Tight muscles: Regular stretching of muscles that tend to cramp can reduce the cramping.

Impaired circulation: Muscles that are not receiving a good blood supply are deprived of oxygen and fuel. They will not recover from one contraction to the next and so will fatigue quickly. Do what you can to correct pressure points on the saddle, in your shoes, in your shorts and anywhere else they might interfere with circulation.

Heat or cold: On hot or cold days some people will cramp even if they do everything else right. On hot days, do what you can to keep cool. As well as staying hydrated, dribble water on your jersey and shorts and through your helmet every once in a while. Chose shadier and flatter routes on hot days, unless you are racing and don't have a choice. On cold days, dress warmly.
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Re: What is Cramps

Post by bisekletaguy on Fri Sep 28, 2007 10:53 am

admin,

thanks for sharing all these informative notes on cramps...

here is what my experience tells me about cramps.

1. if you train for 50kilometers and the race is 100 kilometers you may feel the cramp at the 75 kilometer mark.

2. the other cyclists are using hydration tablet 1 tablet per bottle...the others are using powdered dextrose on long rides...gatorade..well its good for me after the long ride..during the ride if you drink gatorade you will feel thirstier!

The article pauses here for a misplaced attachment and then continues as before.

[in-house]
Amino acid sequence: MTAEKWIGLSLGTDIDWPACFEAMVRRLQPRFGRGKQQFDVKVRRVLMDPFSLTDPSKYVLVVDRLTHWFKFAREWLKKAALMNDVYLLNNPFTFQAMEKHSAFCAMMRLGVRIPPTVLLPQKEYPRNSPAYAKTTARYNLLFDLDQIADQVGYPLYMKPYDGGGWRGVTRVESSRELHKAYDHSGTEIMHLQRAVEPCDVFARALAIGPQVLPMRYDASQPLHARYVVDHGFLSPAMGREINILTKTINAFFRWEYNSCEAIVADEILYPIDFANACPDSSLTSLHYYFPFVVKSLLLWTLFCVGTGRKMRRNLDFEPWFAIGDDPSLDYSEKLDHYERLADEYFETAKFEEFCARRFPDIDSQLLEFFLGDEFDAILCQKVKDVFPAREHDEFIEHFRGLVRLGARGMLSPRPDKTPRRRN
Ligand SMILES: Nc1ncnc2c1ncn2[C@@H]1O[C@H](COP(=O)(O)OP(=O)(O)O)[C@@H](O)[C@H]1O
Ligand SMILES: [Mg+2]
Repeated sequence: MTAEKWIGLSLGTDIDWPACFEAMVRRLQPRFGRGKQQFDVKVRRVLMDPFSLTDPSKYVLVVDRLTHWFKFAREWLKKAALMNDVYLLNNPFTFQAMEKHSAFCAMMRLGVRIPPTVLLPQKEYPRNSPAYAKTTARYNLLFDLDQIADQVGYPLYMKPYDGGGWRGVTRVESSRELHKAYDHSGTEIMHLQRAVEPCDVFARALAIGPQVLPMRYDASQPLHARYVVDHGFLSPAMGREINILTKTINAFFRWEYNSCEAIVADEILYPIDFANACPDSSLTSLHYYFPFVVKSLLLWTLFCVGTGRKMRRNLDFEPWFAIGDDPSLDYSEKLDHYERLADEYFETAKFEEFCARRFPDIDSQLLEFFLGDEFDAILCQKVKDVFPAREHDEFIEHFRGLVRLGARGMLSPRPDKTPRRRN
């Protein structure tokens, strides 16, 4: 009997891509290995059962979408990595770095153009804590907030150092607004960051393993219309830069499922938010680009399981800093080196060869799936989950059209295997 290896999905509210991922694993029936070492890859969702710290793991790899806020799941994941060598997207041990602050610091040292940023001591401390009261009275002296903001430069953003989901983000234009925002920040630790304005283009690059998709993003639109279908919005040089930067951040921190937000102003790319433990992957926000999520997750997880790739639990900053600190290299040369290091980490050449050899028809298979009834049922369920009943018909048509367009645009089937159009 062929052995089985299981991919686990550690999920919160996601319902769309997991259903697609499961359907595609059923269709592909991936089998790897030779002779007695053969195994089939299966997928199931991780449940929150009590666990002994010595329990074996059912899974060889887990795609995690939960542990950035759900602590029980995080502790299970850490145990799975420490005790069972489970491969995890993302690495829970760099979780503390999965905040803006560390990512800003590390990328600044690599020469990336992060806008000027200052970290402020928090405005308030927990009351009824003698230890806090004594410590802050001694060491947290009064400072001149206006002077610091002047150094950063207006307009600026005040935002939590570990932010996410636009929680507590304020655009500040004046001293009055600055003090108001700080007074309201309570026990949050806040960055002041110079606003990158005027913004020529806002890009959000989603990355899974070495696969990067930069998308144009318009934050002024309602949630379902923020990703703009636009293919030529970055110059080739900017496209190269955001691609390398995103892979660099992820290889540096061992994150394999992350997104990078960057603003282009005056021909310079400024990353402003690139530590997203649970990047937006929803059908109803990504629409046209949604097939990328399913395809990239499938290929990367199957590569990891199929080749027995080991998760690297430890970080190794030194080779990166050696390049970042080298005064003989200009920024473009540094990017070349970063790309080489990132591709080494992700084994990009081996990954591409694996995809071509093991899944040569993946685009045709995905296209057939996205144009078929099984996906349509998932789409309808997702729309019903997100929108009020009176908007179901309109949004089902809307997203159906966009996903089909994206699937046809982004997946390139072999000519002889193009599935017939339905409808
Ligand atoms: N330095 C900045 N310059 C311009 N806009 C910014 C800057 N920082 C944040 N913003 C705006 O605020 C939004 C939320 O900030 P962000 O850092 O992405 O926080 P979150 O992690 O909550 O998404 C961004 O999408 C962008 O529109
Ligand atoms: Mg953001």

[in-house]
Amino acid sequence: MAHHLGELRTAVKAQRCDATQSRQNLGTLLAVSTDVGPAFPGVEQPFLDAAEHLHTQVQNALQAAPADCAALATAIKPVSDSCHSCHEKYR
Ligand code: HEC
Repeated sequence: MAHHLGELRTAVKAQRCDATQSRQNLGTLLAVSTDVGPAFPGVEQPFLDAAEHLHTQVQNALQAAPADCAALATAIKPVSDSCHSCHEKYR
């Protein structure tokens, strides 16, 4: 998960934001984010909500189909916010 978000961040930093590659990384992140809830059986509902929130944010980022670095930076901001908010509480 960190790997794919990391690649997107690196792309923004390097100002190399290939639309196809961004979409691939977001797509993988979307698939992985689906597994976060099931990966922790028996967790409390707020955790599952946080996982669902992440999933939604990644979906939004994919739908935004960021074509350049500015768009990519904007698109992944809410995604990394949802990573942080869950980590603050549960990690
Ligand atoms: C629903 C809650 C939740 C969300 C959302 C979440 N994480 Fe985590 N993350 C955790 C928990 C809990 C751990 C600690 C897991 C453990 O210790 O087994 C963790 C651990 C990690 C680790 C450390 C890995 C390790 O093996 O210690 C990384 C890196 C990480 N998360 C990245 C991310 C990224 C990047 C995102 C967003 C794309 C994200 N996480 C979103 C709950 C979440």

3. my legal massage...masseuse tells me to keep toes up when you are cramping as this will prevent the leg to go cramp all the way.

4 if you spin too high..you cramp..if you spin too heavy gear you cramp..so it takes years of practice know when you have to change gears to prevent cramp.

5..if you cramp...DONT QUIT THE RACE! it will go away in 2 minutes...you have to dismount your bike..walk for 2 minutes..then go finish the race..the reason i can beat some people in the long distance is because they dont know that you can still use your leg after it relaxes after 2 minutes of rest.

ok thats my tip.

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Re: What is Cramps

Post by Gadgets88 on Mon Oct 01, 2007 1:52 pm

Thanks for the tip, bisikletaguy!

During my swimming and platform diving days, I always took a shower prior to getting in the pool.
Getting the hair and skin thoroughly wet reduces the effect of chlorine on our hair and skin, according to some health magazine.

What I also used to do is pee on my legs prior to taking the shower
because I was told an "old-wives-tale" that it prevents cramping. afro


Anyway I still got cramps every now and then (inspite of the the pee).



One time, after making a dive, both of my legs cramped!
Since I'm a fish, there was no problem. I simply used my hands to safely get to the surface. drunken
I couldn't get off the pool bec my legs were in pain and refused to move.
When my father saw me struggling, he asked me what happened.
I told him I had cramps he pulled me out of the water.
After a while, I went back to the diving board and did some horseplay again and again.
Of course I was in my 20's then.


Many years later I realized that I must be sweating profusely in the pool,
and must be the reason I was cramping.
Hindi pa uso gatorade noon.
So there...

I still wonder how urine can possibly
prevent cramping. Suspect